Low-carbohydrate diets have been advocated for weight loss and to prevent obesity, but the long-term safety of these diets has not been determined. A study was conducted by Dr. Hu at the Department of Nutrition, Harvard School of Public Health, Boston.
The researchers at Harvard University’s schools of medicine and public health, reviewed records of 82,802 women in the ongoing Nurses’ Health Study over 20 years. The women were not dieting to lose weight. In fact, on average they were slightly overweight and increased their body-mass index roughly 10 percent during the study.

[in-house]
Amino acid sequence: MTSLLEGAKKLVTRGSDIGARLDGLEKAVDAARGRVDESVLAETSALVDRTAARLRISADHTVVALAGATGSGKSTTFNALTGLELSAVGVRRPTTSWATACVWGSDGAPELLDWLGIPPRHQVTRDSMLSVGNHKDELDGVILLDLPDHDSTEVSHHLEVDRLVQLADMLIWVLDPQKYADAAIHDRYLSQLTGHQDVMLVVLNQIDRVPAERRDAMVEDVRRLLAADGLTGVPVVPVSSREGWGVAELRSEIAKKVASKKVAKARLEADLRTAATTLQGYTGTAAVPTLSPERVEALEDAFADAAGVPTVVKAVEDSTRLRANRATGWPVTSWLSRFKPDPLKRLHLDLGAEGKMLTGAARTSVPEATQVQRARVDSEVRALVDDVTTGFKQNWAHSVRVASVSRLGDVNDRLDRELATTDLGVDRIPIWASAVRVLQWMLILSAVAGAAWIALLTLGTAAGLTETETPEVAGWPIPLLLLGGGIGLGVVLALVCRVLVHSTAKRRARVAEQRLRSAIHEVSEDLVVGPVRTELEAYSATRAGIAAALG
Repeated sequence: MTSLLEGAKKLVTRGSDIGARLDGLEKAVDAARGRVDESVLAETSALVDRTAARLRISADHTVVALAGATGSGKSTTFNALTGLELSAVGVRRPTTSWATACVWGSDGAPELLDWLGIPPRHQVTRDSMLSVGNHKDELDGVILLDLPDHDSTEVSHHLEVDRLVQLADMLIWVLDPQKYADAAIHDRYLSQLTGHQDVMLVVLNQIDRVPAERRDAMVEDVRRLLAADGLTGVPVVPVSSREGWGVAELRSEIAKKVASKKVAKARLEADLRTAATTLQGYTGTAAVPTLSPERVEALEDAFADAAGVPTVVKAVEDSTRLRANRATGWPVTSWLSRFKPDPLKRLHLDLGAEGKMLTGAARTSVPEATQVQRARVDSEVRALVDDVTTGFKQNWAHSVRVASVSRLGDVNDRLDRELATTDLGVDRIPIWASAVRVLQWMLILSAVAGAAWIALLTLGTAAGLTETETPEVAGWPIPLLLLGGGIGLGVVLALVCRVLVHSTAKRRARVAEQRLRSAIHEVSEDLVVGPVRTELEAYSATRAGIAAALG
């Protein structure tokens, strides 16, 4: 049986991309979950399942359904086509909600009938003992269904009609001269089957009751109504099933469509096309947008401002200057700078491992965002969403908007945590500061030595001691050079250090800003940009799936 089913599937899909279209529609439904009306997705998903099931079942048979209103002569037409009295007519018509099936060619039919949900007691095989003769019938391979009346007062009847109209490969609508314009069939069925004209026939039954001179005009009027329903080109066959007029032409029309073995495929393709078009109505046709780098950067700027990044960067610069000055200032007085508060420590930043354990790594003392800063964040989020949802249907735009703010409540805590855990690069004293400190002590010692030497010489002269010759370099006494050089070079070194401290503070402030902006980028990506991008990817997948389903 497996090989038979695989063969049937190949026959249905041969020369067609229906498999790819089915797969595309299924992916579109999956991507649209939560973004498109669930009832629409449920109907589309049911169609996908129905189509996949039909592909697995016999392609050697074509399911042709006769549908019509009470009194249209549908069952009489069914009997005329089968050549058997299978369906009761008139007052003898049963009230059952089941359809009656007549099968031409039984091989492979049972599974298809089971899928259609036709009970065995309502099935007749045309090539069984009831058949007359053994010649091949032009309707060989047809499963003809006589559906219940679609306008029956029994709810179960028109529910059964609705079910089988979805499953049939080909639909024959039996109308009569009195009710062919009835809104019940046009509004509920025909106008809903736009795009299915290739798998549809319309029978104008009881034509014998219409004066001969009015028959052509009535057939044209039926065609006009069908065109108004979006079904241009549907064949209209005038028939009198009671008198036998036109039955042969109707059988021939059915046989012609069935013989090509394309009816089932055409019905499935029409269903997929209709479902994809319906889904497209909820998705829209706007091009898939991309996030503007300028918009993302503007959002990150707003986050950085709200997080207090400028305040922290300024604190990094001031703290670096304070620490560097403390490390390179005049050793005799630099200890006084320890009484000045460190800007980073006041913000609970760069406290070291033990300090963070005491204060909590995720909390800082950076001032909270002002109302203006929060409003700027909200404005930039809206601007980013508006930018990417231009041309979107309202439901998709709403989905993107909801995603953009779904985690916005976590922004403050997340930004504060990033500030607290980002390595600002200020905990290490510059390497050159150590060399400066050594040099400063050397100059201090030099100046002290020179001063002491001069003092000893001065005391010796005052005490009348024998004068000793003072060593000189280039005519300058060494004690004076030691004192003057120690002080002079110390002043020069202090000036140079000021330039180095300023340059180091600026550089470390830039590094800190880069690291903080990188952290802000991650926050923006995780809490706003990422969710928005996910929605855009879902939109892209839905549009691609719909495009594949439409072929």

Low-carbohydrate diets or low carb diets are nutritional programs that advocate restricted carbohydrate consumption, based on research that ties carbohydrate consumption with increased blood insulin levels, and overexposure to insulin with metabolic syndrome (the most recognized symptom of which is obesity).
Under these dietary programs, foods high in carbohydrates (such as sugar, grains, and starches) are limited or replaced with foods containing a higher percentage of proteins, fats, and/or fiber.
Researchers concluded that diets lower in carbohydrate and higher in protein and fat are not associated with increased risk of coronary heart disease in women. When vegetable sources of fat and protein are chosen, these diets may moderately reduce the risk of coronary heart disease.